[Ti] Title:Capnocytophaga infection involving a portal-systemic vascular shunt.
[So] Source:Dig Dis Sci;35(7):909-11, 1990 Jul.
[Is] ISSN:0163-2116
[Cp] Country of publication:United States
[La] Language:eng
[Ab] Abstract:Capnocytophaga sp., a microaerophilic gram-negative isolate of the human oral cavity, has previously been reported to cause sinusitis, empyema, wound infections, conjunctivitis, subphrenic abscess, osteomyelitis, bacteremia, cervical abscess, and endocarditis. We report the unusual case of infection with this organism at the anastamotic site of a splenorenal portosystemic vascular shunt. In this case, the pathogenesis is presumed to be bacteremia related to mucosal trauma from endoscopic injection sclerotherapy or bacteremia secondary to dental infection. The characteristics and antibiotic sensitivities of Capnocytophaga are reviewed.
[Mh] MeSH terms primary: Bacterial Infections/etiology
Capnocytophaga/isolation & purification
Cytophagaceae/isolation & purification
Portasystemic Shunt, Surgical
Surgical Wound Infection/etiology
[Mh] MeSH terms secundary: Esophageal and Gastric Varices/therapy
Female
Humans
Immune Tolerance
Liver Cirrhosis, Biliary/surgery
Middle Aged
Sclerotherapy
[Pt] Publication type:CASE REPORTS; JOURNAL ARTICLE
[Em] Entry month:9008
[Cu] Class update date: 170822
[Lr] Last revision date:170822
[Js] Journal subset:AIM; IM
[Da] Date of entry for processing:900701
[St] Status:MEDLINE

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[PMID]: 2363753
[Au] Autor:Howell JM; Woodward GR
[Ad] Address:Department of Emergency Medicine, Joint Military Medical Command (JMMC), San Antonio, TX.
[Ti] Title:Precipitous hypotension in the emergency department caused by Capnocytophaga canimorsus sp nov sepsis.
[So] Source:Am J Emerg Med;8(4):312-4, 1990 Jul.
[Is] ISSN:0735-6757
[Cp] Country of publication:United States
[La] Language:eng
[Ab] Abstract:A 20-year-old man presented to the emergency department (ED) with an injured right hand, fever, and a history of dog exposure. This splenectomized individual developed hypotension less than 90 minutes after arriving in the ED with normal vital signs. He later developed overwhelming sepsis, gangrene, disseminated intravascular coagulation (DIC), respiratory insufficiency, retroperitoneal hematoma, and renal insufficiency. Blood cultures grew Capnocytophaga canimorsus sp nov (formerly Dysgonic Fermenter-2). Sepsis, gangrene, and DIC are more likely to occur in asplenic individuals exposed to this organism. Many physicians use prophylactic outpatient penicillin therapy in asplenic or functionally asplenic victims of dog and cat bites. However, a brief admission or stay in an observation unit may be indicated for these high-risk individuals.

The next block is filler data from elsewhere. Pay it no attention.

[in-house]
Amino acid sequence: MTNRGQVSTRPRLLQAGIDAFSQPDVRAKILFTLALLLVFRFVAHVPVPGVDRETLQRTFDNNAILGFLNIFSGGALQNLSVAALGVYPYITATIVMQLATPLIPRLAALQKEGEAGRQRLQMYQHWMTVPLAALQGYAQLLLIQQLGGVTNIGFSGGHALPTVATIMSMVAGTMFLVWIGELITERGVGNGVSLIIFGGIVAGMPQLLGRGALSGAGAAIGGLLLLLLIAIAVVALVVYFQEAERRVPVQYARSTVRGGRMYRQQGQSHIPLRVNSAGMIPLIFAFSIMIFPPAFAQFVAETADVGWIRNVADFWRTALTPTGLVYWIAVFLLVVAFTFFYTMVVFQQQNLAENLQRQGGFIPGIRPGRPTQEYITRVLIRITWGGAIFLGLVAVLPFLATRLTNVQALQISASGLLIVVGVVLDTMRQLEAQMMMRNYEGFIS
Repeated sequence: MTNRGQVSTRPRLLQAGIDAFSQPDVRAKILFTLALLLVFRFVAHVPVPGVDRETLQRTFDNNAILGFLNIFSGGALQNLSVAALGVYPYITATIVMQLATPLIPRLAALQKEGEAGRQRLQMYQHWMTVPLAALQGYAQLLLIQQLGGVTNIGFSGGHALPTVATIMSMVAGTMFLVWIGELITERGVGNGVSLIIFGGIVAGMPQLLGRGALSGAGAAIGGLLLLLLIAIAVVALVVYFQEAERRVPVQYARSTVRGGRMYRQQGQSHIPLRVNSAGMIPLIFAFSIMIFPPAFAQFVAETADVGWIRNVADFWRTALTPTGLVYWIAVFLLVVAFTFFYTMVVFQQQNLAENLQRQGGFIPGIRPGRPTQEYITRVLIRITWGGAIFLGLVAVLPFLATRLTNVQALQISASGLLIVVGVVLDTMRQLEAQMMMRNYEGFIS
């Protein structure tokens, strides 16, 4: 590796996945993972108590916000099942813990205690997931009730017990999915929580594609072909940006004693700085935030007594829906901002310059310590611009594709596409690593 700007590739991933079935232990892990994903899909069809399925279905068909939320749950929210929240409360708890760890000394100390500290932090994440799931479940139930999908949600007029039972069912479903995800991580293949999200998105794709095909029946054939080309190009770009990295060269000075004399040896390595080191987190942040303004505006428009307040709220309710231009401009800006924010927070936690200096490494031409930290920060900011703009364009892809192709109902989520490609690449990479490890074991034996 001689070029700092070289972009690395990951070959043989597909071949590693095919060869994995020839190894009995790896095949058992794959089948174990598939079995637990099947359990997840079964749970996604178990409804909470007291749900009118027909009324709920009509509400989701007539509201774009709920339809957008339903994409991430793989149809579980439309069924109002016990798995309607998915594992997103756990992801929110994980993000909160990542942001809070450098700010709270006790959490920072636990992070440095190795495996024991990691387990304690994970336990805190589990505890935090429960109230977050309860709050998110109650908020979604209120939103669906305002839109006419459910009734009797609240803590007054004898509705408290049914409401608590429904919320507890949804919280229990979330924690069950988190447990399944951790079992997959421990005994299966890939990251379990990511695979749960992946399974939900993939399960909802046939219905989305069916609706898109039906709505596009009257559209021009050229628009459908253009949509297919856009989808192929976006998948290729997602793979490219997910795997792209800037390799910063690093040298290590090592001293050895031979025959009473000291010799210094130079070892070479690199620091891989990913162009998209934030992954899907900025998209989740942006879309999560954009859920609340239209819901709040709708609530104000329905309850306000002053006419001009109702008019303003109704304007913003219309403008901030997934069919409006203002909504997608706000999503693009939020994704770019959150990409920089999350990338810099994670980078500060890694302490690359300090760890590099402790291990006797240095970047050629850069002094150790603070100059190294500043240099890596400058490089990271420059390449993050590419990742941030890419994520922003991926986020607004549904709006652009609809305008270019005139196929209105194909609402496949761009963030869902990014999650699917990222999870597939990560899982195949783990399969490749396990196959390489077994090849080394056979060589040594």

[Mh] MeSH terms primary: Bacterial Infections/complications
Capnocytophaga
Cytophagaceae
Hypotension/etiology
[Mh] MeSH terms secundary: Adult
Animals
Anti-Bacterial Agents/therapeutic use
Bacterial Infections/drug therapy
Dogs
Emergencies
Humans
Male
Risk Factors
Splenectomy
[Pt] Publication type:CASE REPORTS; JOURNAL ARTICLE
[Nm] Name of substance:0 (Anti-Bacterial Agents)
[Em] Entry month:9008
[Cu] Class update date: 171118
[Lr] Last revision date:171118
[Js] Journal subset:IM
[Da] Date of entry for processing:900701
[St] Status:MEDLINE

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[PMID]: 2309871
[Au] Autor:Ticho BH; Urban RC; Safran MJ; Saggau DD
[Ad] Address:Chicago Eye and Ear Infirmary, Department of Ophthalmology, University of Illinois 60612.
[Ti] Title:Capnocytophaga keratitis associated with poor dentition and human immunodeficiency virus infection.
[So] Source:Am J Ophthalmol;109(3):352-3, 1990 Mar 15.
[Is] ISSN:0002-9394
[Cp] Country of publication:United States
[La] Language:eng
[Mh] MeSH terms primary: Acquired Immunodeficiency Syndrome/complications
Capnocytophaga
Cytophagaceae
Dental Caries/complications